Rejection reasons revealed for cinema temporary exemption application

Friday, 30 April 2010 15:35pm

The Australian Human Rights Commission has released the full details of its rejection of the major cinema chains’ application for a temporary exemption from complaints under the Disability Discrimination Act 1992. 

The applicants, Hoyts, Village, Greater Union Birch Carroll & Coyle, and Reading cinemas, requested that an exemption in relation to the provision of open captions and audio description of films be granted for two and a half years, in return for a progressive expansion of the current program by 23 cinemas. This would have included the retrofitting of the existing 12 captioned locations with audio description equipment. The application also included a future review of the program, and an assurance of making screening time information accessible. 

 The Commission refused the exemption for the following reasons:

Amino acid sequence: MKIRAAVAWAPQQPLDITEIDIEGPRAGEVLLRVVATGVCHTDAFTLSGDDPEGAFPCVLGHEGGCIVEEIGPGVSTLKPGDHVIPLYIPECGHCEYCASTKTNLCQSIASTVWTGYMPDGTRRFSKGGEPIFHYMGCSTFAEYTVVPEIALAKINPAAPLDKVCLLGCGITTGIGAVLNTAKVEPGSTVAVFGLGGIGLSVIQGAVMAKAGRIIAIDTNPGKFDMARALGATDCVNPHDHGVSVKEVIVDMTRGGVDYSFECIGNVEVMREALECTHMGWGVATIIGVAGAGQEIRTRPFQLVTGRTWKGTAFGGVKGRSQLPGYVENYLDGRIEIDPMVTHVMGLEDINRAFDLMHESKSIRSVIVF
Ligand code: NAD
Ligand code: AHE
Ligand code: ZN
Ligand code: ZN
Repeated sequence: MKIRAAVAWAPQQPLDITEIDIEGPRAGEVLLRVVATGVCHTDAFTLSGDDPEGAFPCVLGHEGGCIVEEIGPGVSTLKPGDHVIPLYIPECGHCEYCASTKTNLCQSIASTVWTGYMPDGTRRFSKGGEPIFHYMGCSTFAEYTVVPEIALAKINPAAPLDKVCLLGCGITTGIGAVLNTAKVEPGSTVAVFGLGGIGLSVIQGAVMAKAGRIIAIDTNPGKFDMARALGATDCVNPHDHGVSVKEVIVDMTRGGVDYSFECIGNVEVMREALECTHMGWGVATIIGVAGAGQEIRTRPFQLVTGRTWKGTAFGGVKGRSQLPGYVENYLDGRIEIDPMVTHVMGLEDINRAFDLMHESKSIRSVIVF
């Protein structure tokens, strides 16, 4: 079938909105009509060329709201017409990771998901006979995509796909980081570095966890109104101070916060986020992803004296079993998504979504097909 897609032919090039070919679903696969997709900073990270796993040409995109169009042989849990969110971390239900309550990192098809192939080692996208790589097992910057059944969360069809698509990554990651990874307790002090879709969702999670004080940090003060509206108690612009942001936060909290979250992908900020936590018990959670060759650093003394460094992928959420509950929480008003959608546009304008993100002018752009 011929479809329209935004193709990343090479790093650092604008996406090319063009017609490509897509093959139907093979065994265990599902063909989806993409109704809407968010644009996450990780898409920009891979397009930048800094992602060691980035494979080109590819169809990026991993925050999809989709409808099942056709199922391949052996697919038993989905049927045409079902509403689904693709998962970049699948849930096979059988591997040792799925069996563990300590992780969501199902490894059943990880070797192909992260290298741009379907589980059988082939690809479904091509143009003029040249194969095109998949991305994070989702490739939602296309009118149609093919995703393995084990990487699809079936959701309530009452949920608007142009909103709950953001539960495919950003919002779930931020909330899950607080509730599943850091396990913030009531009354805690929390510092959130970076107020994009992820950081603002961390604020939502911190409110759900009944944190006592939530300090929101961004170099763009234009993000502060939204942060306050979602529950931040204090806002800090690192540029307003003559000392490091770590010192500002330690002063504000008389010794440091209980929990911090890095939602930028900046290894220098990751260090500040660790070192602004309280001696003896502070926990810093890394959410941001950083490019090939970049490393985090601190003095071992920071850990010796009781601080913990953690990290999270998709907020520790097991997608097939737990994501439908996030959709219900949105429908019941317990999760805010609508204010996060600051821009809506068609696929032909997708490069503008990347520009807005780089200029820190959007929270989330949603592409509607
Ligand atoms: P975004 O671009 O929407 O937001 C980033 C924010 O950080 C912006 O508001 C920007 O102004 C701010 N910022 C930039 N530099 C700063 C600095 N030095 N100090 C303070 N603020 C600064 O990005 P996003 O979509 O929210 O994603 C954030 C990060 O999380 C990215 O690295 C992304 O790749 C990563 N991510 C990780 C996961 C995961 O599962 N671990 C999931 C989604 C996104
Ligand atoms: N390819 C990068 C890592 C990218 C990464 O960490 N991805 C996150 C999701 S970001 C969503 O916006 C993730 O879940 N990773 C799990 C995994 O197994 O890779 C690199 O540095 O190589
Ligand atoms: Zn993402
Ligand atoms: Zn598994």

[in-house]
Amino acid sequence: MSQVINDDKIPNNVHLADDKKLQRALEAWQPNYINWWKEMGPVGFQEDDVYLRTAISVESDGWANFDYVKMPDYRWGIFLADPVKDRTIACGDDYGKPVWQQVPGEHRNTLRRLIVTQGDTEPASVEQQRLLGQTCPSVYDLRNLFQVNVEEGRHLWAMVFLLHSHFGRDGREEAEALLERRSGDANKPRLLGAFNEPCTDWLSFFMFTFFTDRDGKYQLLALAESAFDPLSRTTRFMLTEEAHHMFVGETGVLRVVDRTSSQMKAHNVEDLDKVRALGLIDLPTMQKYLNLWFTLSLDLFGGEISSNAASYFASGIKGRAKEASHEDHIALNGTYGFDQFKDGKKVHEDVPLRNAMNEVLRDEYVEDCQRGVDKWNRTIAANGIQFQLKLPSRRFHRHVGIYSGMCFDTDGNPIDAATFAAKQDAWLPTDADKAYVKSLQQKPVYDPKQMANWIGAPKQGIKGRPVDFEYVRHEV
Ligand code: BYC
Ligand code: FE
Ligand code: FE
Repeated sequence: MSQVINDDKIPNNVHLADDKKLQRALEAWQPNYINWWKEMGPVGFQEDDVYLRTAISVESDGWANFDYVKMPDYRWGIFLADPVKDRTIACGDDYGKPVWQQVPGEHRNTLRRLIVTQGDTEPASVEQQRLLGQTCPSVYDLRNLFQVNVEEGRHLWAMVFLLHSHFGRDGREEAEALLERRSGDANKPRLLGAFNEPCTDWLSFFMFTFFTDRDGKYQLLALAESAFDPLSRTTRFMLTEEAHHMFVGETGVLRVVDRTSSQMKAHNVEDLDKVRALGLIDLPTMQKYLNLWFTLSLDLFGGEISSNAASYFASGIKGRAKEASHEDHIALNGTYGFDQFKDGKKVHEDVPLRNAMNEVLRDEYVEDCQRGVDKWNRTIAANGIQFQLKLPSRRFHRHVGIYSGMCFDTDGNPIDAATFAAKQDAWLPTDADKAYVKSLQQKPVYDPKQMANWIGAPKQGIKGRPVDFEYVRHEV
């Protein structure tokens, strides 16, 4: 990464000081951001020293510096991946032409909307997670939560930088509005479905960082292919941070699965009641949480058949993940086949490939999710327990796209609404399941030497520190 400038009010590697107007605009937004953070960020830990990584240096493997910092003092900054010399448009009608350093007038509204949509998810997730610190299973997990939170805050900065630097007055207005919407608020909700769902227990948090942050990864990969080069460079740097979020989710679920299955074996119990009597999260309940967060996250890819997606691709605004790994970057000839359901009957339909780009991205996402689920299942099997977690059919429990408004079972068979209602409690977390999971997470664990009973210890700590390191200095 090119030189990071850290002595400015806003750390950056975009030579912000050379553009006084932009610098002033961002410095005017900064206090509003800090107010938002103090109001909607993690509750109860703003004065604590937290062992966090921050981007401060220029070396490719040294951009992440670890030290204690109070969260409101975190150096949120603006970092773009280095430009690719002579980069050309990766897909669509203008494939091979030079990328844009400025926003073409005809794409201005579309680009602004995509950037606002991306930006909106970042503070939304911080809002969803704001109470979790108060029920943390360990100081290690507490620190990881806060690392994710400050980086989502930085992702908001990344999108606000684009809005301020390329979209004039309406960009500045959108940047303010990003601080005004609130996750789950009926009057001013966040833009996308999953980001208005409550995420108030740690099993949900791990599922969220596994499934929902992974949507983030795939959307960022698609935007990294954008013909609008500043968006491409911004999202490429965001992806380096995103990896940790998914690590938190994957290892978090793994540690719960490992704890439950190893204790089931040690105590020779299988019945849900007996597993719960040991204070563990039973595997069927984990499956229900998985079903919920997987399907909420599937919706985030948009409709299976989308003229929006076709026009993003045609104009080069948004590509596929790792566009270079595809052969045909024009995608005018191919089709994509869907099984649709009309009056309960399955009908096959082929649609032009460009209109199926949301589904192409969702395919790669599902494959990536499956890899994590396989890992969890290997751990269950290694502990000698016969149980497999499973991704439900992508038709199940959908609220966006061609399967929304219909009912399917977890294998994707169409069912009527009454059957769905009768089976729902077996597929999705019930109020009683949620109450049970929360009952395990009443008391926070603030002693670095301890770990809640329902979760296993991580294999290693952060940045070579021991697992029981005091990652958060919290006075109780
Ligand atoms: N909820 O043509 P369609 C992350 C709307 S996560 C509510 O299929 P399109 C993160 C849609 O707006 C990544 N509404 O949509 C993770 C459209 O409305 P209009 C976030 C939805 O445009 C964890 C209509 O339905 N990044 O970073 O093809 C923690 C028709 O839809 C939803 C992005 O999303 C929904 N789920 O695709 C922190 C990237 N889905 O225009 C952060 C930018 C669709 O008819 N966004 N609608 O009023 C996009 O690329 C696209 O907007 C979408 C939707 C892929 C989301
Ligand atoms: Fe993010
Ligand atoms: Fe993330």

• The reasons advanced by the applicants in support of the exemption are insufficient to justify the granting of the exemption.

  • The progress in captioning and audio description proposed by the applicants is insufficient both in the number of cinemas that will be enabled to screen captioned and audio described films, and the number of times per week that this service will be available. This is particularly so given the financial resources apparently available to the applicants.

  • Any benefit that would result from the granting of the exemption is outweighed by the detriment that would be experienced by cinema patrons who have a vision or hearing impairment whose ability to complain about cinema captioning and audio description would be affected by the exemption.

More information on the reasons for the rejection can be found on the Commission’s website. 

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